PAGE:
Our science experiments have usually been one of the highlights of our homeschool weeks. But recently, on one already disagreeable day, our physics lesson was the last straw.
Looking back, I should’ve seen the perfect storm brewing:
- I was underprepared for our experiment; I didn’t have all the supplies ready.
- I didn’t test the experiment ahead of time to make sure it worked.
- I’d been ignoring our dwindling pencil supply for weeks.
- We’d all had a late night, overslept in the morning, and woke up crabby.
- Because we’d woken up late, we skipped our usual morning snack.
- Our school area was beyond messy (like “can’t find the floor” messy).
I won’t bore you or embarrass myself with all the painful details. But by the end of the morning, there were more people crying than not, and no one knew or cared what the science lesson was supposed to have been about.
If anyone wanted to convince someone not to homeschool, they could’ve just brought them to my house at that moment.
It was complete chaos. Utterly ineffective. A total disaster.
Or was it?
Everyone has bad days. But educating at home helps give families the time and space needed to make the best out of the worst and learn from it all.
After everyone’s tears dried and I came out of “mommy time-out” (i.e. a Snickers bar eaten in a locked bathroom), here’s what happened:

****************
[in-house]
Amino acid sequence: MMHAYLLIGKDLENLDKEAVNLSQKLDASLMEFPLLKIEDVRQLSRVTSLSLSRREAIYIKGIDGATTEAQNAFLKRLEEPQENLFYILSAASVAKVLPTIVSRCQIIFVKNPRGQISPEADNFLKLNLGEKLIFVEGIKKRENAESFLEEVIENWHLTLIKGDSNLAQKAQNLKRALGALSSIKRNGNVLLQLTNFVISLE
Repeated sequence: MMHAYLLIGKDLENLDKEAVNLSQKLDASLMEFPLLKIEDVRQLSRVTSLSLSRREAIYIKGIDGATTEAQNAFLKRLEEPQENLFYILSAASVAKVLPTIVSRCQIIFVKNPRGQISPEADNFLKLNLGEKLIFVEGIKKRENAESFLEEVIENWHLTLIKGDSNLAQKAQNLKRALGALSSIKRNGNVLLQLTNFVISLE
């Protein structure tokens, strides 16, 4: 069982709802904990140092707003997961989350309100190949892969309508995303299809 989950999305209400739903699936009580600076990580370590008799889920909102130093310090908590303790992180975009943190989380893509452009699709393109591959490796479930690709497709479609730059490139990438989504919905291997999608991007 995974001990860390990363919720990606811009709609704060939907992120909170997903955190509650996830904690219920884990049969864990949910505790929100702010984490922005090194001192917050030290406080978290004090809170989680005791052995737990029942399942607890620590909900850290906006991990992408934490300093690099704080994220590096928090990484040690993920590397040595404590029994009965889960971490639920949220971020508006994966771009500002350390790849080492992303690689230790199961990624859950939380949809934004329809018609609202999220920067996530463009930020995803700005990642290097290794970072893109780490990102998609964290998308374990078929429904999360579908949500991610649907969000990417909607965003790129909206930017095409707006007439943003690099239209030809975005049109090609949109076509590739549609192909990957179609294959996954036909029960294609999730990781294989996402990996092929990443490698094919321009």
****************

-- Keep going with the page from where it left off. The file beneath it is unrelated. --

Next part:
- We gave and received apologies all around.
- I realized how I’d squashed the kids’ input in my efforts to “stay on track.” They explained their creative solutions to some of the failed parts of our experiment.
- We all decided together to give the experiment another shot. It turned out to be a great demonstration of the concept we were learning.
- They loved the whole thing so much they took the experiment even further. They kept our pulley contraption up for days and continued their own testing and improvements to the setup.
- We talked for a good long while about what might’ve caused our morning to go off the rails. They learned more in this 25 min. crash-course in nutrition, sleep, and emotional intelligence than I could’ve taught them in two weeks of “health class.”
Yes, it took two times as long to circle back and basically redo our entire morning. But, as home educators, we HAVE that time!
A bad homeschooling day can be one of the best days to practice living out positive character traits. It can be a great opportunity to model prayer, perseverance, and self control. And if our frustrations get the best of us, then the day becomes an opportunity to model forgiveness, mercy, and humility.
As homeschoolers, we are present to see the the heart issues that pop up in ourselves and our kids throughout the day. And we have the time and freedom to stop and address those problems before they grow.
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